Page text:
SYRACUSE — Skaneateles, Owasco and Cayuga lakes took the spotlight Monday at SUNY College of Environmental Science and Forestry in the second of Gov. Andrew Cuomo's four harmful algal bloom summits statewide.
The summits are part of a $65 million proposal in the state budget to fund watershed plans for 12 priority lakes across the state at $500,000 each. Remaining funds are slated for projects in the watersheds that hope to reduce harmful algal blooms, a growing problem in New York and across the country that is affecting drinking water and recreational activities.
Local and state leaders gathered Monday for the first of two full-day technical sessions prior to a public meeting that will be held Tuesday night. State Department of Environmental Conservation Commissioner Basil Seggos, state Department of Agriculture and Markets Commissioner Richard Ball and State Department of Health Commissioner Howard Zucker kicked off the session, which took a deeper look into what potentially causes harmful algal blooms and what is being done and can be done to protect water quality.
Experts from in state and out provided insight throughout the day, including Steven Wilhelm of the University of Tennessee, David Matthews of Upstate Freshwater Institute, Hans Paerl of the University of North Carolina-Chapel Hill, Judy Westrick of Wayne State University, Greg Boyer of SUNY ESF and Tim Davis of Bowling Green State University.
In an interview with The Citizen during a break Monday, Seggos said the summits are meant to bring all ideas to the table. He compared it to the Regional Economic Development Council, where the state has resources to distribute, but needs to hear from local leadership what a community needs.
"That's what this is," he said, "because every watershed is different, and we don't want to, you know, pick a project to fund that might alienate another constituency. It's better to have them all at the table at the same time, drafting the same solutions."
Seggos said it was important for the state to step up and address this problem, considering federal agencies are cutting staff and dollars in these areas.
"I think it's going to show how important it is for the state to be in a position it's in right now," he said. "Local leadership on these issues is going to be so important. State leadership is going to be so important, in the absence of federal leadership."
Cayuga, Skaneateles and Owasco lakes are puzzlers for the state because of their relatively low concentrations of phosphorous, a nutrient known to spur harmful algal blooms. The call continues to be reducing nutrient loading into the lakes, however. During the session the DEC reported that Owasco is the worst of the bunch, with 58 weeks of blooms since 2012. Cayuga Lake had 24 weeks and Skaneateles had four weeks during the same time frame.
Owasco is also challenging, DEC officials said, because it has the largest watershed to lake area of all the Finger Lakes at 17:1. Owasco has seen some of the most toxic blooms, too.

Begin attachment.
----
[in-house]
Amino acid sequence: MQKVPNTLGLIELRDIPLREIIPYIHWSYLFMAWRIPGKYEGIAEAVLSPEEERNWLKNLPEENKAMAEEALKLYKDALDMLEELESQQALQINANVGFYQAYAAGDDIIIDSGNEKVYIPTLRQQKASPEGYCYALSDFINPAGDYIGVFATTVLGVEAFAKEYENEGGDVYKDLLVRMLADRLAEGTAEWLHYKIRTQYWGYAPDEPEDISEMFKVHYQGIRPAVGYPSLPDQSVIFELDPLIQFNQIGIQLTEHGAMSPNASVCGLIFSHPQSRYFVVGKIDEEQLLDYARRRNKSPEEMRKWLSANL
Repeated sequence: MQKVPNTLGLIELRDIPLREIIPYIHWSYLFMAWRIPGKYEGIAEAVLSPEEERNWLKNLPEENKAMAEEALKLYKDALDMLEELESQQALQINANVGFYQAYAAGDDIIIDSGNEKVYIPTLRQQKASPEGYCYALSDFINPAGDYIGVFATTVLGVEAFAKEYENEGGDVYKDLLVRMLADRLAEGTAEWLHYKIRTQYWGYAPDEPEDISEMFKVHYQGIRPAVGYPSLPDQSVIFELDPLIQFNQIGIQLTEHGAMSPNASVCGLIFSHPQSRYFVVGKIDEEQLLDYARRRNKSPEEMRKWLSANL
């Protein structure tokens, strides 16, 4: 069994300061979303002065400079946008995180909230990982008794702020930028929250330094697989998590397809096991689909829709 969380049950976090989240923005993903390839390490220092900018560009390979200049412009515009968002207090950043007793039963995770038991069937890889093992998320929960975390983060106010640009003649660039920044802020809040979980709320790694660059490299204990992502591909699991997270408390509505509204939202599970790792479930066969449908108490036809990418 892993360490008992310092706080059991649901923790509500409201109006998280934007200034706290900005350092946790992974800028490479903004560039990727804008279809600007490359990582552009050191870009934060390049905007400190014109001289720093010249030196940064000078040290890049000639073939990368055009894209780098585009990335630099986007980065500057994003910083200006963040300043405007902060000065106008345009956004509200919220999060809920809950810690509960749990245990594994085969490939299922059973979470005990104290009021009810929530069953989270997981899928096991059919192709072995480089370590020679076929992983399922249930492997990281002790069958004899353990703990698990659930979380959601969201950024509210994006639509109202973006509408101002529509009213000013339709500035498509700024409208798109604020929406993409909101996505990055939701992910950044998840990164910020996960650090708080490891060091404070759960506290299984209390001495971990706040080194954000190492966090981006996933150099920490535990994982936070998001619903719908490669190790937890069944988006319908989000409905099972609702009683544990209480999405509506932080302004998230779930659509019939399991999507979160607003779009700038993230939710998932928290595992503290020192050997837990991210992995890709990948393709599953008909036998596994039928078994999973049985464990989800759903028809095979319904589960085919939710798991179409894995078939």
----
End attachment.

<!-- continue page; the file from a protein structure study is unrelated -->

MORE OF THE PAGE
Scientists at the table speculated what makes blooms toxic. Microcystin is the most common toxin in Cayuga County lakes' blooms, and it can cause nausea, skin irritation, respiratory problems and even liver failure if consumed at high levels. The research about what causes toxicity is preliminary and divisive. Some feel that nitrogen plays a role. Others said lower temperatures may make the cells more toxic. It's a mystery researchers from the Finger Lakes to Germany to China are working to uncover.
The panel and audience also discussed the impacts of climate change. With an increasing number of 100-year and 500-year flood events across the country, lakes are getting inundated with heavy shots of nutrients coming from runoff and erosion. Several local farmers talked about cover crops, buffer strips and other best management practices they implement on their lands, many paid for out of their own pockets. Some audience members questioned whether what's being done is enough, and if those best management practices need to be strengthened for more intense storm events.
Several representatives from the farming community said it boils down to money. Though the state Agriculture and Markets Department and DEC listed a number of grant programs available to farmers, municipalities and homeowners alike, the cost of taking land out of production can be a hardship. Officials cautioned, too, that in an effort to be proactive, some farms have installed new systems or best management practices that ended up proving ineffective. Before sinking money into something, landowners want to make sure what they invest in will work.
The session also considered what to do about phosphorous and nitrogen that has been settled in the lakes for years. Chemicals that can remove phosphorous, experts said, are Band-Aids that would need to be used on a regular basis. Dredging the bottoms of lakes has been effective, but mostly for small waterbodies, they added. Harvesting weeds on lakes has also shown to help reduce nutrients, but is not enough on its own.
Technical discussions are expected to pick back up Tuesday morning, where officials will cover drinking water treatments and harmful algal bloom monitoring and analysis, among other things. The public will have the opportunity to hear an overview of the summit at 6 p.m.